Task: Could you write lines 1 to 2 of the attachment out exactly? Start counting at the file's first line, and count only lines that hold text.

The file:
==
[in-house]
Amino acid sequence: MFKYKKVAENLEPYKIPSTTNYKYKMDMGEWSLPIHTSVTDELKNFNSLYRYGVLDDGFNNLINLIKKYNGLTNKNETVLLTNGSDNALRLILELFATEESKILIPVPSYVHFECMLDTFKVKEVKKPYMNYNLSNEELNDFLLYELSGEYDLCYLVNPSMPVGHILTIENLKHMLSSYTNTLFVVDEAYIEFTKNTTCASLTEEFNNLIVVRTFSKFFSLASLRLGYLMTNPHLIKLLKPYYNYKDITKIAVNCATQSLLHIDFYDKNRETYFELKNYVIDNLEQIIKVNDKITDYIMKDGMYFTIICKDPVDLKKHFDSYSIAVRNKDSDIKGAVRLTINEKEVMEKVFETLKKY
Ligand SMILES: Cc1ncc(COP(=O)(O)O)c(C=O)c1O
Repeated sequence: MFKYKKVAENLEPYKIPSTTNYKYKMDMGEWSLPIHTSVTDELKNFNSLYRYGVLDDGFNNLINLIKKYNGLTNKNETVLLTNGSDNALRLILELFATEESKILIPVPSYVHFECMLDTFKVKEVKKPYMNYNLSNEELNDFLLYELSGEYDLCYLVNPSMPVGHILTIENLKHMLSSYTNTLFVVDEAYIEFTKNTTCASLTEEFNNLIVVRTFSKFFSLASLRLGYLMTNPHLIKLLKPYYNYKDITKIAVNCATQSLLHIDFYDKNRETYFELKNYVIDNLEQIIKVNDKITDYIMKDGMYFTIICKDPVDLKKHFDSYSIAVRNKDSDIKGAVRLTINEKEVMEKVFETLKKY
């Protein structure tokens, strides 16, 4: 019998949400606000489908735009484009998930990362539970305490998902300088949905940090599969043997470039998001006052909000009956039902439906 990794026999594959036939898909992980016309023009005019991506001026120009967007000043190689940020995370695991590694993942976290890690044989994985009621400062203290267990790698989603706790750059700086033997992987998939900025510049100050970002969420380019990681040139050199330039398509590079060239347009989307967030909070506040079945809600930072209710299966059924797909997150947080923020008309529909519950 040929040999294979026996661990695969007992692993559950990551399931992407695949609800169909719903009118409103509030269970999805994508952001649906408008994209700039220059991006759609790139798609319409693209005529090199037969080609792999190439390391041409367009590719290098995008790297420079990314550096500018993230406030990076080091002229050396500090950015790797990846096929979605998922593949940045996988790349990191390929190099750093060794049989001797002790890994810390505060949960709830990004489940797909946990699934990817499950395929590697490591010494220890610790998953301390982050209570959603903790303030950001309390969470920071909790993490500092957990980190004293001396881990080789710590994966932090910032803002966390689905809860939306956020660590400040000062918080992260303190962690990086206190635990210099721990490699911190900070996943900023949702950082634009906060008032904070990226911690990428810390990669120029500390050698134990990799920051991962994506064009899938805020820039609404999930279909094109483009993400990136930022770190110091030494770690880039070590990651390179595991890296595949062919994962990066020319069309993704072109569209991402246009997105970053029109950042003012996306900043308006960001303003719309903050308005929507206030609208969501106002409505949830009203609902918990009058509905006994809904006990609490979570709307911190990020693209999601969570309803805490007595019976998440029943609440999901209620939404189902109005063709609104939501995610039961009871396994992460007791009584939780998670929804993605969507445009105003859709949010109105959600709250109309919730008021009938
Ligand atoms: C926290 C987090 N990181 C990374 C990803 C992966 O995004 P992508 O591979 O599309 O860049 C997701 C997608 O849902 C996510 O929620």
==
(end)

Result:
[in-house]
Amino acid sequence: MFKYKKVAENLEPYKIPSTTNYKYKMDMGEWSLPIHTSVTDELKNFNSLYRYGVLDDGFNNLINLIKKYNGLTNKNETVLLTNGSDNALRLILELFATEESKILIPVPSYVHFECMLDTFKVKEVKKPYMNYNLSNEELNDFLLYELSGEYDLCYLVNPSMPVGHILTIENLKHMLSSYTNTLFVVDEAYIEFTKNTTCASLTEEFNNLIVVRTFSKFFSLASLRLGYLMTNPHLIKLLKPYYNYKDITKIAVNCATQSLLHIDFYDKNRETYFELKNYVIDNLEQIIKVNDKITDYIMKDGMYFTIICKDPVDLKKHFDSYSIAVRNKDSDIKGAVRLTINEKEVMEKVFETLKKY